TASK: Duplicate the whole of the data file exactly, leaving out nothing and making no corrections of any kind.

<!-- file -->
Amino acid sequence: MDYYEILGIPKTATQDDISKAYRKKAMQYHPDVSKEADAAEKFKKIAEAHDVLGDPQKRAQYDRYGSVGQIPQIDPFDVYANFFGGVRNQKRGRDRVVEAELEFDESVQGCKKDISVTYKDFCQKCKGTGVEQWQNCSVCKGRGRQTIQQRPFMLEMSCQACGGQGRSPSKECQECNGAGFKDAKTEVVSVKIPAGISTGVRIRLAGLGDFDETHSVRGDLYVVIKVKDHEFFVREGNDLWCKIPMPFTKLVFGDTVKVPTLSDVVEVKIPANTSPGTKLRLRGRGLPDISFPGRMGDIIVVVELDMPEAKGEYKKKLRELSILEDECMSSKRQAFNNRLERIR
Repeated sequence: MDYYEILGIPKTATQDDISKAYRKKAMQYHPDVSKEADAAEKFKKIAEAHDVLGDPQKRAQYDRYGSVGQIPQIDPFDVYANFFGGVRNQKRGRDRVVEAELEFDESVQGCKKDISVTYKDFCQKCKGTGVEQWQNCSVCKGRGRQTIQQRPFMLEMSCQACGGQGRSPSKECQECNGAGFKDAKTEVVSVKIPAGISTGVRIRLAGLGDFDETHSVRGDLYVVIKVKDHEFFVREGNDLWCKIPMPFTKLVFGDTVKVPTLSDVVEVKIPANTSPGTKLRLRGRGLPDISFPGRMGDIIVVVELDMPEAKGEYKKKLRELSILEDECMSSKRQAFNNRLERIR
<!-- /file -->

Amino acid sequence: MDYYEILGIPKTATQDDISKAYRKKAMQYHPDVSKEADAAEKFKKIAEAHDVLGDPQKRAQYDRYGSVGQIPQIDPFDVYANFFGGVRNQKRGRDRVVEAELEFDESVQGCKKDISVTYKDFCQKCKGTGVEQWQNCSVCKGRGRQTIQQRPFMLEMSCQACGGQGRSPSKECQECNGAGFKDAKTEVVSVKIPAGISTGVRIRLAGLGDFDETHSVRGDLYVVIKVKDHEFFVREGNDLWCKIPMPFTKLVFGDTVKVPTLSDVVEVKIPANTSPGTKLRLRGRGLPDISFPGRMGDIIVVVELDMPEAKGEYKKKLRELSILEDECMSSKRQAFNNRLERIR
Repeated sequence: MDYYEILGIPKTATQDDISKAYRKKAMQYHPDVSKEADAAEKFKKIAEAHDVLGDPQKRAQYDRYGSVGQIPQIDPFDVYANFFGGVRNQKRGRDRVVEAELEFDESVQGCKKDISVTYKDFCQKCKGTGVEQWQNCSVCKGRGRQTIQQRPFMLEMSCQACGGQGRSPSKECQECNGAGFKDAKTEVVSVKIPAGISTGVRIRLAGLGDFDETHSVRGDLYVVIKVKDHEFFVREGNDLWCKIPMPFTKLVFGDTVKVPTLSDVVEVKIPANTSPGTKLRLRGRGLPDISFPGRMGDIIVVVELDMPEAKGEYKKKLRELSILEDECMSSKRQAFNNRLERIR